I am not black, but I am dismayed by our (US Citizenry) lack of knowledge.
        All the Best,
        Jim

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  4. I think it is very important to continue Black History Month- Many blacks don’t know our history especially the younger generation and it needs to be passed on. If you don’t know your history your may think your people did nothing to get you the rights you have today. Rosa Parks and others took risks, even went to jail and some were beaten and killed to secure the freedoms we have today. It would be an injustice not to recognize them. What is wrong with picking a month to do it. They sacrificed far too much to have it forgotten. I am surprised and ashamed Carl Jackson would suggest this. I wonder what all the blacks that have gone on would say. Because two things I am not ashamed of is the gospel of Christ and my Black History in this country.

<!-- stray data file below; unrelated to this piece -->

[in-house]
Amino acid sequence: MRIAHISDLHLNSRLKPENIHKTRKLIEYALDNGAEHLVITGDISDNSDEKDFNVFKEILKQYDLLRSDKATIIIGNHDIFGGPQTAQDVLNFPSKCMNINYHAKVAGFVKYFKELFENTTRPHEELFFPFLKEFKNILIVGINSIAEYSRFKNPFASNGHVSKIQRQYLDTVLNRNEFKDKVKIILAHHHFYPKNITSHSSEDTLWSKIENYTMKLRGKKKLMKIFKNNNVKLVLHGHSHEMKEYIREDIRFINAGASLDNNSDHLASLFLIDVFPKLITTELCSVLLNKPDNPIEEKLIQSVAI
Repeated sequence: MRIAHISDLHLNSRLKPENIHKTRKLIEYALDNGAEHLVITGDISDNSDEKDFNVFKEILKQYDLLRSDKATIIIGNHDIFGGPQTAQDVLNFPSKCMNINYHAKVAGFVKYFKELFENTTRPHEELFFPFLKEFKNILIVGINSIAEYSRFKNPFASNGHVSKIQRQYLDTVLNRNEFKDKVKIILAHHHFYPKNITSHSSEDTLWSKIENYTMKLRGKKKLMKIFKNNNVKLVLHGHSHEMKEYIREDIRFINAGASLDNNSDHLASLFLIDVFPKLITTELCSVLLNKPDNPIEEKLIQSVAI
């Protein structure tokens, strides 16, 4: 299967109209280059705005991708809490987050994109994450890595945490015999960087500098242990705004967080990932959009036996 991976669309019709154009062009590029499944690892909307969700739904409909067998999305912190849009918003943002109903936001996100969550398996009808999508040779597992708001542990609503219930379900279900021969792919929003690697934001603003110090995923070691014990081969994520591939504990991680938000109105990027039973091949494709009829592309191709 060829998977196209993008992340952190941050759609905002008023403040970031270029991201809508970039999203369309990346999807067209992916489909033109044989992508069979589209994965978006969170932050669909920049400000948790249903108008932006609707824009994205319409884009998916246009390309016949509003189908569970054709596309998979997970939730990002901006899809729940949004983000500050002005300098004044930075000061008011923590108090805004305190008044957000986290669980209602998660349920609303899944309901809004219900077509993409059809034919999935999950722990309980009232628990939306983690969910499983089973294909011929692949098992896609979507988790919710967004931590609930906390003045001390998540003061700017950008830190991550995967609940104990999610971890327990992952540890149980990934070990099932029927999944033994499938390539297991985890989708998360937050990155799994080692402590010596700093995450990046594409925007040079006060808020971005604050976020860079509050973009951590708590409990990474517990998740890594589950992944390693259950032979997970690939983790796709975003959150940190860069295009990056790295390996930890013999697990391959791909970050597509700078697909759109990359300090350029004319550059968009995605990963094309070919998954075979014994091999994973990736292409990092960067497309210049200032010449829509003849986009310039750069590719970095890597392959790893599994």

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  5. Linda S., I don’t think Mr. Jackson is suggesting that historic achievements of black people should be ignored, rather that they should be included in history lessons throughout the year as they fall into the study of U.S. history. I am fortunate enough to be a homeschool mom and that is basically what I do. We are white but we definitely include important people and events from various minorities as well as white people. Although as I think about it, I may focus most heavily on white and black people and not focus as much on other minorities… (partly there are just SO MANY good children’s books about historic black people and their lives!!) So we just learned about the Jubilee Singers of Fisk University — which is very interesting and so cool that they still exist today! Anyway, I am not sure one way or another about having a Black History Month but I do appreciate Mr. Jackson’s view that it shouldn’t be necessary — we should just study all aspects of our history and all important people regardless of skin color.